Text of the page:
NASA and the agency’s industry team for the Space Launch System (SLS) rocket and the Orion spacecraft are concluding a successful summer of testing in preparation for the first integrated flight. The uncrewed, three-week mission, currently designated Exploration Mission-1 (EM-1), is scheduled for late 2018. During the mission, SLS will send Orion about 40,000 miles beyond the moon during a flight that will be farther from Earth than any spacecraft built to carry humans has ever traveled.
“Crew safety is the highest priority as NASA prepares to send astronauts into deep space and eventually Mars,” said Tony Antonelli, Lockheed Martin’s chief technologist for civil space exploration programs. “A rigorous flight test program is critical to ensuring all systems are ready for the journey.”
In June, Orbital ATK concluded full-scale solid rocket booster qualification testing at their facility in Promontory, Utah that blasted 3.6 million pounds of thrust during the two minute test – burning approximately 1.4 million pounds of propellant at an average of 5.5 tons per second. The SLS boosters and all data to date show the motors performed as expected. Two five segment boosters will provide initial thrust to boost the SLS and Orion off the launch pad and during its first two-plus minutes of flight.
Four Aerojet Rocketdyne RS-25 engines will provide thrust to the core stage during SLS launch and ascent. In July and August, the company conducted tests on the RS-25 development engine 0528 at NASA’s Stennis Space Center in Mississippi. After testing this summer, RS-25 engine 0528 has accumulated 99 starts and 54,572 seconds of hotfire time, including 1,263 seconds of test time dedicated to SLS development. These state of the art engines will operate for a full 8 ½ minutes, to help boost Orion into orbit. Data from this summer, combined with earlier test data, indicate the RS-25 engines will exceed SLS mission requirements. Each engine produces more than 500,000 pounds of thrust.
Boeing, building the core stages in New Orleans, completed welding on the liquid hydrogen tank flight and qualification test articles in the world’s largest welding tool. The tank is part of the core stage, which accounts for the largest section of the rocket at more than 200 feet in height. The qualification tank is being readied at NASA’s Michoud Assembly Facility in Louisiana for barge transport to NASA’s Marshal Space Flight Center in Huntsville for structural loads testing. As other qualification test elements of the core stage are completed, they will be shipped to NASA’s Marshall Space Flight Center (MSFC) where the core stage will be assembled for full-up qualification structural loads testing of the massive structure. NASA is completing construction of the tank test stands this fall at MSFC. In addition, NASA accepted delivery of the interim cryogenic propulsion stage test article at MSFC for testing later this year.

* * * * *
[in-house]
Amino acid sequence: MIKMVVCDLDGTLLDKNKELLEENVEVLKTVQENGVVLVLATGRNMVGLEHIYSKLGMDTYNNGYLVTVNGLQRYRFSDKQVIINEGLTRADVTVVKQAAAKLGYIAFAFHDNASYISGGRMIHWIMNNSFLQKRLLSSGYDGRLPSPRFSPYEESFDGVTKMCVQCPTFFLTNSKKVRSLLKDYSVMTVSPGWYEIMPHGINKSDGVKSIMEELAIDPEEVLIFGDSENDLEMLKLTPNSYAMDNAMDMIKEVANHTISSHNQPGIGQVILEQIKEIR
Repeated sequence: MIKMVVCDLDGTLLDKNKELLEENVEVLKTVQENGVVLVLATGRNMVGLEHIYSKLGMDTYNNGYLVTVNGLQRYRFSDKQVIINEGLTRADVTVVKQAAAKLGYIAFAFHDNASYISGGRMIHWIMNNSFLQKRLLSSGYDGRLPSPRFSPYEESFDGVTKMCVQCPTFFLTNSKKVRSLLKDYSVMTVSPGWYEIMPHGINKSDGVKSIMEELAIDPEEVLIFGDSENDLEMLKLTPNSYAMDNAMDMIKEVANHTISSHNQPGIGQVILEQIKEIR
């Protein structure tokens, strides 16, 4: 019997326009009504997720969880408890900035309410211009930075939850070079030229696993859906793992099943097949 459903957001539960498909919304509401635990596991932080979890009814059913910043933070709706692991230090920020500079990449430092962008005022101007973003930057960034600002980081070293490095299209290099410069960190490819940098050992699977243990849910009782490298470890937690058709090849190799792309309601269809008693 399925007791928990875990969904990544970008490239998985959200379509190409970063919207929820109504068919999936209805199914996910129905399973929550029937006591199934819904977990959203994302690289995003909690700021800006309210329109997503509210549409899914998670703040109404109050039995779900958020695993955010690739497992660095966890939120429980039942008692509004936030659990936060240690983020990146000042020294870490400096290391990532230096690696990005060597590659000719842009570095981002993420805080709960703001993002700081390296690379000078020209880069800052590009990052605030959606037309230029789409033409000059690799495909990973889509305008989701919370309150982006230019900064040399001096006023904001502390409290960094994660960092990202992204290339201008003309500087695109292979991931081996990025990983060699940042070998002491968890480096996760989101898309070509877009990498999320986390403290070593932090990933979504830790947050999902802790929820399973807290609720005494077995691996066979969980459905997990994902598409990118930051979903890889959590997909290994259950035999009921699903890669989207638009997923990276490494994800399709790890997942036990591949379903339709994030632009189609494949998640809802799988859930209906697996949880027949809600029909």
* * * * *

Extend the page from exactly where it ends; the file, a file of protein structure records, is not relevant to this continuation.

“As NASA readies for the next stage of testing, flight hardware for the first mission is in production for both the core stage and the interim cryogenic propulsion stage,” added Jacqueline Nesselroad, director of Boeing operations at Michoud.
On the Orion program, Lockheed Martin engineering teams recently finished proof pressure testing of the EM-1 crew module at Kennedy Space Center in Florida, a critical milestone in certifying the structural integrity of the vehicle for its next mission. At the same time, engineers are conducting a series of critical acoustic and vibration tests for the service module at NASA Glenn’s Plum Brook Station in Sandusky, Ohio.
In August, the Aerojet Rocketdyne-manufactured jettison motor for Orion’s Launch Abort System successfully test fired 45,000 pounds of thrust at the company’s Sacramento facility. In keeping with the approach of “testing like you fly,” water impact tests have been conducted by NASA and Lockheed Martin at the agency’s Langley Research Center in Hampton, Virginia. These tests study the effects various water landing impacts will have on the crew to ensure engineers understand splashdown scenarios after the space flight.
Another critical element in ensuring crew safety is Orion’s entry parachute system. The parachutes will slow the capsule down from its high-speed re-entry of 25,000 mph to a relatively gentle 20 mph for splashdown. This fall, the parachute team is beginning qualification tests of the system for human flights, encompassing eight integrated drop tests that will simulate a variety of landing scenarios.
“NASA and the SLS and Orion industry team remain on schedule in executing a highly successful test program as the U.S. maintains space leadership through the Journey to Mars,” said Julie Van Kleeck, vice president of Advanced Space and Launch at Aerojet Rocketdyne. “All of this testing adds up to lowering the risk for astronauts to ensure they arrive and return safely from their destinations.”